Mexico Vacation Spots on Nayarit Coast
Mexico Vacation Spots on Nayarit Coast
“Vacation” means different things to different people. For some, it is an opportunity to escape the burdens of demanding workplaces. For others, a vacation is an opportunity to explore the world’s diverse cultural and biological treasures. Mexico offers an abundance of both.
For vacationers looking to experience a pristine natural site that is untouched by humankind, the Riviera Nayarit presents an incredibly diverse Eco-system for travelers, adventurers and scientists to explore and study. The Nayarit coast is home to not one, but two of these international Eco-superstars, which are famous for their ecologically fragile systems and inhabitants.
La Tovara is a RAMSAR site. The first RAMSAR Convention was held in Ramsar, Iran in 1971, to address concerns about the increasing loss of the world’s wetland habitat for waterbirds. The resulting Treaty established a need for internationally protected wetlands and identified 2 criteria that proposed wetlands must meet to be designated a RAMSAR site. Among those criteria, the site must:
– be home to endangered species or threatened ecological communities;
– provide a critical location for life cycles or refuge during adverse conditions;
– support 20,000 or more waterbirds, and
– support 1% of the global population of at least one species of waterbird.
La Tovara (”the Spring”), a diverse transition area between ocean and jungle, is set along the Pacific Flyway, a major migration route for North American birds. A boat ride through the La Tovara park reveals why it is a designated RAMSAR site. Many of its resident species are endangered so seeing them in their home habitat is a once-in-a-lifetime thrill.
For birders, La Tovara is Mexico’s indisputably best location. Some 80% of North America’s migrating birds pass through this park on their travels, and high season is between October and early April. A crocodile reserve located in the park brings adventurers up close to these ancient and fascinating creatures.
Marieta Islands National Park
Also called the “Mexican Galapagos,” this uninhabited three-island chain is located just a few miles off the coast. The volcanic islands are a breeding ground for over 30,000 birds above the waves, and countless undersea creatures below.
The “Galapagos” reference is based on the extensive abundance and diversity of wildlife. Several environmental factors unique to the location are highly appealing to the chain’s animal populations:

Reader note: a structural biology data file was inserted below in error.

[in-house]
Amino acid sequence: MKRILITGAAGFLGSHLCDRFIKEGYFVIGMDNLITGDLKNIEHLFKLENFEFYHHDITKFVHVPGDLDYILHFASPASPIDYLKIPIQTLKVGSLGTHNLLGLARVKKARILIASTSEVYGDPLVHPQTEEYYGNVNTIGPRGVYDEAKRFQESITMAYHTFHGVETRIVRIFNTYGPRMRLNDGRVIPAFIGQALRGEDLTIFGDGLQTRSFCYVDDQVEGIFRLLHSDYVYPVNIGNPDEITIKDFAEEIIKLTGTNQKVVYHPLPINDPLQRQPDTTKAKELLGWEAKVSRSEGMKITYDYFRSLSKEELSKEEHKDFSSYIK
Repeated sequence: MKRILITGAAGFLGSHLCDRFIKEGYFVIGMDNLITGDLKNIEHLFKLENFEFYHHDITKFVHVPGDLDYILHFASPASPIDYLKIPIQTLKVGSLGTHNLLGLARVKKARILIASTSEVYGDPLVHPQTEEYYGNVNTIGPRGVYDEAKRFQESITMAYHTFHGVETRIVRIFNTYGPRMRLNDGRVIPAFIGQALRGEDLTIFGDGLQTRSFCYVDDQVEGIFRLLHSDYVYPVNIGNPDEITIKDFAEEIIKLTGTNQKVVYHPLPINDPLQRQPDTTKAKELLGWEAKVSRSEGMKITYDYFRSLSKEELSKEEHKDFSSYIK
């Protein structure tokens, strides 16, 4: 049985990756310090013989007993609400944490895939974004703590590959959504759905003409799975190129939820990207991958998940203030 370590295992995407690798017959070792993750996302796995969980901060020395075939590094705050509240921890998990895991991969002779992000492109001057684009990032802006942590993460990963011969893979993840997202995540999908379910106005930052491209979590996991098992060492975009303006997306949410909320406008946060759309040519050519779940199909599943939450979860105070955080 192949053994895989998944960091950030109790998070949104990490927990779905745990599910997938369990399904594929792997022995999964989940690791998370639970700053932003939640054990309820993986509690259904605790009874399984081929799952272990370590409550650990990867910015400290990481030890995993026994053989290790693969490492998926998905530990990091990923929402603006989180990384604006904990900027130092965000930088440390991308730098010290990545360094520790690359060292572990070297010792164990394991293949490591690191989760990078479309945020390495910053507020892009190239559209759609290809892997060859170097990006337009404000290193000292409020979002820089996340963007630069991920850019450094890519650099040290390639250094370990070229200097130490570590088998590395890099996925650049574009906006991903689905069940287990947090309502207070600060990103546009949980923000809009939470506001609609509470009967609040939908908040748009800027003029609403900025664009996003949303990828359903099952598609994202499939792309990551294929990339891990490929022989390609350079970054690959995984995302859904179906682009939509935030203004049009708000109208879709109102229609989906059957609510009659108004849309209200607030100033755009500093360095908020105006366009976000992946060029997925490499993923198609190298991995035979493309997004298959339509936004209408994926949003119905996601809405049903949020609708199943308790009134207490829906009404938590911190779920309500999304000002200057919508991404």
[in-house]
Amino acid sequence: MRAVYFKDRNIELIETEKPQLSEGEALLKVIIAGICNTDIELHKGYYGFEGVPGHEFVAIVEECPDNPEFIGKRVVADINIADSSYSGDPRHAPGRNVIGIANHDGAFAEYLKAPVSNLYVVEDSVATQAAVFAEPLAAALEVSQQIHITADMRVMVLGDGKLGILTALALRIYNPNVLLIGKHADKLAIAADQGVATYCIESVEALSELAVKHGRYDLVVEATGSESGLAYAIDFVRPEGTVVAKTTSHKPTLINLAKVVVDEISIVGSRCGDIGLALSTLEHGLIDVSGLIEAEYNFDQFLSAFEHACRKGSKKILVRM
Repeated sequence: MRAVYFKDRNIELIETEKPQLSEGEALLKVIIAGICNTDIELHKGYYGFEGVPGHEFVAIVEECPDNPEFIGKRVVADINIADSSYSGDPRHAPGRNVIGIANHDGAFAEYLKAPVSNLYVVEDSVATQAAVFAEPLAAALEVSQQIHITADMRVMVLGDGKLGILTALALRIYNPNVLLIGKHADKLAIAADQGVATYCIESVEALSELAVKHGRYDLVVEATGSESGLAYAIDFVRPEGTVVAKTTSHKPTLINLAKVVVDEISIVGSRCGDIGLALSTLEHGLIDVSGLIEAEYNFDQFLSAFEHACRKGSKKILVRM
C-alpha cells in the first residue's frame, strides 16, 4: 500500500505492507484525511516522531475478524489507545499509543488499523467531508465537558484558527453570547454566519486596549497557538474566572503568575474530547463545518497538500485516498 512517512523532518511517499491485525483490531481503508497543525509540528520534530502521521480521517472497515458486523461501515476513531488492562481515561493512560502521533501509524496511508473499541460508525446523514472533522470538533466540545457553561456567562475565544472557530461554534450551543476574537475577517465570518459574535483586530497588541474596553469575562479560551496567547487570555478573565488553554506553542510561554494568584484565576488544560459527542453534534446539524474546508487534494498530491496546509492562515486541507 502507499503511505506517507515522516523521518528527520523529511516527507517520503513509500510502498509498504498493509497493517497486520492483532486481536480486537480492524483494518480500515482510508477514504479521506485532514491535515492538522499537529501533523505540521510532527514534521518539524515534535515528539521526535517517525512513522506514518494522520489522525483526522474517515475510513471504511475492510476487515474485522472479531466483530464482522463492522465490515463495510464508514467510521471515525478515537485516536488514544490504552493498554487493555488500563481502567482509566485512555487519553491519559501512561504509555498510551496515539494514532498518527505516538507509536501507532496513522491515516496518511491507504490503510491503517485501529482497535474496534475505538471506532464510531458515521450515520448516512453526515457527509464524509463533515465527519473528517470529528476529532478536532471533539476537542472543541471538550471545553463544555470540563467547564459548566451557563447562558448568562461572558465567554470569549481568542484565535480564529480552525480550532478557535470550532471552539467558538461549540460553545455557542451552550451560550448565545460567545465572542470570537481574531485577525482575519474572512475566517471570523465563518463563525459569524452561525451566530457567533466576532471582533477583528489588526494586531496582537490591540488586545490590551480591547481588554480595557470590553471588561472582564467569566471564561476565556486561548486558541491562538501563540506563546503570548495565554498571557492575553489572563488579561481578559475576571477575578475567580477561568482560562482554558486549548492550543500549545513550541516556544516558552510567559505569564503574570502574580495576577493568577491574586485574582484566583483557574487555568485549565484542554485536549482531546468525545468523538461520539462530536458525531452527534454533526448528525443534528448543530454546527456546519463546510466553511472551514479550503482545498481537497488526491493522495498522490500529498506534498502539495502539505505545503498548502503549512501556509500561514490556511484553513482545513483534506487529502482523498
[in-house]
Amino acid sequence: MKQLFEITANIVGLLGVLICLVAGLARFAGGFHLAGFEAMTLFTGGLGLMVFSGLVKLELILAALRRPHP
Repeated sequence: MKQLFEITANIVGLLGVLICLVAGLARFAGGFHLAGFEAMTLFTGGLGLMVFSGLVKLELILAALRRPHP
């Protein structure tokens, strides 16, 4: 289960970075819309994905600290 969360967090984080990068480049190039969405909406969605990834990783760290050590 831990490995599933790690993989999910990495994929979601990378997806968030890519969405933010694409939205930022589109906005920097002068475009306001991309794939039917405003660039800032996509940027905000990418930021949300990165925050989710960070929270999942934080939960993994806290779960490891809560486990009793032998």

– The merging of several ocean currents in the waters around the islands infuses the water with rich nutrients that support a wide variety of marine life;
– The nearby La Tovara Mangrove forest provides refuge from weather and shelter for all varieties of species through their life cycles. Wildlife born in the grove will migrate to the islands in their adulthood.
– The are no natural predators on the islands.
The islands were virtually inaccessible to humans until recently, so their wildlife inhabitants have no natural fear of people. Bird watching is fascinating as the many species squabble and squawk among themselves for prime nesting sites. Snorkeling and diving in the secluded bays and inlets reveal amazing fish, octopus and coral species.
Diving further off the beach takes visitors into the home waters of whales, dolphins, sea turtles, and other open ocean residents. Whale sharks are permanent residents, and northern humpback whales travel from Alaska each year to give birth in the warm waters just off these beaches.
The revered marine biologist Jacques Cousteau was fascinated by the islands and filmed much of his television series on and around them.
Mexico has an amazingly textured culture that spans centuries of history and encompasses great food, beautiful art and fascinating people. For vacationers who appreciate the natural world and the wonders it contains, Eco-travel to Riviera Nayarit provides not one but two world class opportunities to experience nature in its most raw form.